After this demonstration, raw sushi was the next recipe to be shown to guests. This recipe uses parsnip to create the rice filling and traditional nori sheets. The beauty of sushi is that there is a huge variety of different fillings that can be used, which can allow the person making the sushi the freedom to customise the dish to their own tastes. We involved the audience a lot in this part of the workshop, allowing people to come up, prepare and roll their own sushi, with excellent results! As well as using parsnip ‘rice’, we also demonstrated how to make a beautiful pink rice, which uses beetroot juice or powder to colour the rice.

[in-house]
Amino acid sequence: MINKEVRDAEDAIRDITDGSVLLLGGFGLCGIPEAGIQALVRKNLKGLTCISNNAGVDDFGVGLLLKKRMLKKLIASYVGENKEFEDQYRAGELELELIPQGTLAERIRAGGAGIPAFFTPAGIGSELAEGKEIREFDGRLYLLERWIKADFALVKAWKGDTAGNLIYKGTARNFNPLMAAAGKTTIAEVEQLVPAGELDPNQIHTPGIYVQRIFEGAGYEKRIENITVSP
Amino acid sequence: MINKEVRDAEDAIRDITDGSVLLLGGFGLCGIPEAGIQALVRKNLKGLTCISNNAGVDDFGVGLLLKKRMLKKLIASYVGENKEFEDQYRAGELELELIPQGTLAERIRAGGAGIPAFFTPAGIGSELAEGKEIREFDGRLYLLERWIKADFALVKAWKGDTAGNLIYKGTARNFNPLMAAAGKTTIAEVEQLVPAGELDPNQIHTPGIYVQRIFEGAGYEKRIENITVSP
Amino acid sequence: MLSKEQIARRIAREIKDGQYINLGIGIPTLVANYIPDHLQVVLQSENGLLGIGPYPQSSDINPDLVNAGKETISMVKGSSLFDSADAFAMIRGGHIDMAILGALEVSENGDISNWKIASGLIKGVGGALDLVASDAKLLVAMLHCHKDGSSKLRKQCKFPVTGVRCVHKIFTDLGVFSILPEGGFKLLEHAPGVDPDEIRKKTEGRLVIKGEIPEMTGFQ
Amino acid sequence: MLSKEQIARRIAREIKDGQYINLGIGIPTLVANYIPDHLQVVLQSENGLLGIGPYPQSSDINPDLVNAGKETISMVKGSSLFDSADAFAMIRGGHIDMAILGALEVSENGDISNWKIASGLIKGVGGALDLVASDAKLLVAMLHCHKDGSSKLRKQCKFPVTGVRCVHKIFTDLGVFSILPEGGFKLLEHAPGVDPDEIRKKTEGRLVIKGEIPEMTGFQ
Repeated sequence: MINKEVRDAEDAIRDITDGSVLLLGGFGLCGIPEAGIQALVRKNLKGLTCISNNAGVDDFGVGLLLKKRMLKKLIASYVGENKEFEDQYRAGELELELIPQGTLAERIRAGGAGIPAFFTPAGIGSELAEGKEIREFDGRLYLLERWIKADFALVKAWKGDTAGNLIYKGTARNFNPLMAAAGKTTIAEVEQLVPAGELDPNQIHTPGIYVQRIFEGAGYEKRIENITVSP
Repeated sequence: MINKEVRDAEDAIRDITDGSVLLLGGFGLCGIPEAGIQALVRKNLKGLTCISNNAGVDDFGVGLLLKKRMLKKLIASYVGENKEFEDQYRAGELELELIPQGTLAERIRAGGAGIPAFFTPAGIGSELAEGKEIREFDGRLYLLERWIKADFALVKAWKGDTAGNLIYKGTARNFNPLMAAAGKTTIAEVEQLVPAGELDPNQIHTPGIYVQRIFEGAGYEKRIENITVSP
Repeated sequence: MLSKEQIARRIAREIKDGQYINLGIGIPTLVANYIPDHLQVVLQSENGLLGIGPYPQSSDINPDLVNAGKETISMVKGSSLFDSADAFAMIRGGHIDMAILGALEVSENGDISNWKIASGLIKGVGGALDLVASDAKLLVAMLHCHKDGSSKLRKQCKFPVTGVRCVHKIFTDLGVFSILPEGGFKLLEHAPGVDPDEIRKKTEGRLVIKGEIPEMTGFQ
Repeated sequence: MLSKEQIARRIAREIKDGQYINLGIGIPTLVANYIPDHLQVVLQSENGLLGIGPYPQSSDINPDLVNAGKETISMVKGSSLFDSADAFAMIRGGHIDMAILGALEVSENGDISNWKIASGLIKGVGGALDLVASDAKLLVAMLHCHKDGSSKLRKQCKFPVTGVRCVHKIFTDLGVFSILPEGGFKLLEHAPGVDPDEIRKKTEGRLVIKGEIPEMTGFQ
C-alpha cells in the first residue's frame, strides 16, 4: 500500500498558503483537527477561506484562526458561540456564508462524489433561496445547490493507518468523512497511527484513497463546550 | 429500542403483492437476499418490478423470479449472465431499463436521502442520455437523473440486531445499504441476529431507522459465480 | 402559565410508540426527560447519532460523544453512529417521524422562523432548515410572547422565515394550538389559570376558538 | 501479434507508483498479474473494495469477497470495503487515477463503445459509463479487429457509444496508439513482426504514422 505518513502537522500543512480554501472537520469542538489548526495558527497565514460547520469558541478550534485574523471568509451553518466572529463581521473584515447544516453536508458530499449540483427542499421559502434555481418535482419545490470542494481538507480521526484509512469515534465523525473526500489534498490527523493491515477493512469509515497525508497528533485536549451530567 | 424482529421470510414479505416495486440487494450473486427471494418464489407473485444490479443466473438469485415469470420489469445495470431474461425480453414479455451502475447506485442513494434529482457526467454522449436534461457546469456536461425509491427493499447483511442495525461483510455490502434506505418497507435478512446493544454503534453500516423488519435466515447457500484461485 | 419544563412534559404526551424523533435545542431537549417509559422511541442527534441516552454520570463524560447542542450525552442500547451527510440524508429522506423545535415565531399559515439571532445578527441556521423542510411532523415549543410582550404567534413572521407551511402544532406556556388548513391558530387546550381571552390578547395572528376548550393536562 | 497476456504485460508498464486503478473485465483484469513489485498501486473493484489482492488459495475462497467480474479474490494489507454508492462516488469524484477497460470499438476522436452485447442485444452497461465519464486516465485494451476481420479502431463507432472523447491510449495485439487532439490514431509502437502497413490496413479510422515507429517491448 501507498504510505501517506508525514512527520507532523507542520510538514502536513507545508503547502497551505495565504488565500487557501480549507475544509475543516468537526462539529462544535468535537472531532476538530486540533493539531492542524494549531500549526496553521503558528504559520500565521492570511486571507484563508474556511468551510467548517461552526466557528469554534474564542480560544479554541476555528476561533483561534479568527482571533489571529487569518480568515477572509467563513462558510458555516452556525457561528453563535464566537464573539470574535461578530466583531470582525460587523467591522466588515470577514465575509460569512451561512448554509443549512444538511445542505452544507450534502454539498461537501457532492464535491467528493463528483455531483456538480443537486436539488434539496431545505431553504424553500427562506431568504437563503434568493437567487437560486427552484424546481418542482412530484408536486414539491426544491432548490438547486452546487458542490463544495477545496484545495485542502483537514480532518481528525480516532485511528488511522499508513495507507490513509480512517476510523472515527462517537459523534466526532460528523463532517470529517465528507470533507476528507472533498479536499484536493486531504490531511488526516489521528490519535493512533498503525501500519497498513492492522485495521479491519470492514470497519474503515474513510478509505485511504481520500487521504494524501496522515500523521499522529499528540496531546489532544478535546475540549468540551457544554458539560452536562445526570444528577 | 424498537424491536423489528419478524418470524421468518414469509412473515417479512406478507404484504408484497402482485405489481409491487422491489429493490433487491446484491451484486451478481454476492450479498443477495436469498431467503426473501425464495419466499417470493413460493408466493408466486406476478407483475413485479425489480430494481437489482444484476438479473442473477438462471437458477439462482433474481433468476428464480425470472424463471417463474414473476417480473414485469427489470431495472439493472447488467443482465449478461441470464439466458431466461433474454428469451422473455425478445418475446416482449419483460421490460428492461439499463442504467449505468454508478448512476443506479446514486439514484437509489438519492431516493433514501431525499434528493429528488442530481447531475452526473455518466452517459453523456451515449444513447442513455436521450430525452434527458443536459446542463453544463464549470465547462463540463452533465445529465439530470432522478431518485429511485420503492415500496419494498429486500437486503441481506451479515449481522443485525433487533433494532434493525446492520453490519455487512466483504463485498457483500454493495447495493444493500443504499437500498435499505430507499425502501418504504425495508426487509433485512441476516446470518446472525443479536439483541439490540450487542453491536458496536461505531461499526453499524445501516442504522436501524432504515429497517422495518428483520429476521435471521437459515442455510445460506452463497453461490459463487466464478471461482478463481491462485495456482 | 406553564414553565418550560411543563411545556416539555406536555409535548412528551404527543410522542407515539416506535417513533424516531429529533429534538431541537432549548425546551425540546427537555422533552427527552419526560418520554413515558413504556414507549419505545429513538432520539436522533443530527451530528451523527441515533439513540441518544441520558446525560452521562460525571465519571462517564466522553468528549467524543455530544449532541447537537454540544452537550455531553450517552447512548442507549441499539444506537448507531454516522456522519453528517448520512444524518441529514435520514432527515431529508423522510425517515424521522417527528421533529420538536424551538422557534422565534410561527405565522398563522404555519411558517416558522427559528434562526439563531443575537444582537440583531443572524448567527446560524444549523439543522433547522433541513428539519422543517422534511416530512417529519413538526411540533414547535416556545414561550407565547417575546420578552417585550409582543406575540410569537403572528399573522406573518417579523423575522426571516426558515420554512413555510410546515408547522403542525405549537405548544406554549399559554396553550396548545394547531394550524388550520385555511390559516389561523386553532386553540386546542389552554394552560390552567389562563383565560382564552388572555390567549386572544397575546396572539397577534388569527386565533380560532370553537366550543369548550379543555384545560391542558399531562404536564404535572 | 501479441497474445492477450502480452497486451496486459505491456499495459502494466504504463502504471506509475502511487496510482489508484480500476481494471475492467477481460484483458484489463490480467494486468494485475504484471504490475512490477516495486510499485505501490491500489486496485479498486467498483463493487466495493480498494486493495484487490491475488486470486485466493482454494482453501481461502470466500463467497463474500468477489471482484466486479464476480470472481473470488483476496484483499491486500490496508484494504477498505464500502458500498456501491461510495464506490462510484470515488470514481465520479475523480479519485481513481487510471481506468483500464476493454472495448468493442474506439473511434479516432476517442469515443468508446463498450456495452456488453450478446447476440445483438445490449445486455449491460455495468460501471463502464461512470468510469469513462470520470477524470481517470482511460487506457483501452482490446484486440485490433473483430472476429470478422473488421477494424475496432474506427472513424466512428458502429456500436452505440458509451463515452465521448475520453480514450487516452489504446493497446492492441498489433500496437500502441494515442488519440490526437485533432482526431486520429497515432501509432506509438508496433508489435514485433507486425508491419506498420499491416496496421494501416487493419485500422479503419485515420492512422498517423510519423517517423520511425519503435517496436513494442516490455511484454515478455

A number of salads were also demonstrated on the evening. The first to be made was a seaweed salad. Sea vegetables, such as wakame and hijiki have long been recognised as hugely beneficial for health, due to the high levels of antioxidants and trace minerals they possess, their highly alkalising effect on the body and the fact that they can also help in the breakdown of carbohydrates and improvement of thyroid functioning. The seaweeds were mixed with other vegetables and coated in a thick and creamy ginger miso dressing, which complements this kind of salad really well. The other salad made on the night was a broccoli, carrot and almond salad, dressed with a light and very flavourful dressing, which used a number of Japanese flavours such as sesame oil and rice vinegar, for that authentic taste of the Far East.

To round off the savoury part of the dinner, a miso soup was made. This incorporated the nut tofu made earlier on and also contained barley miso, seaweeds and spring onion.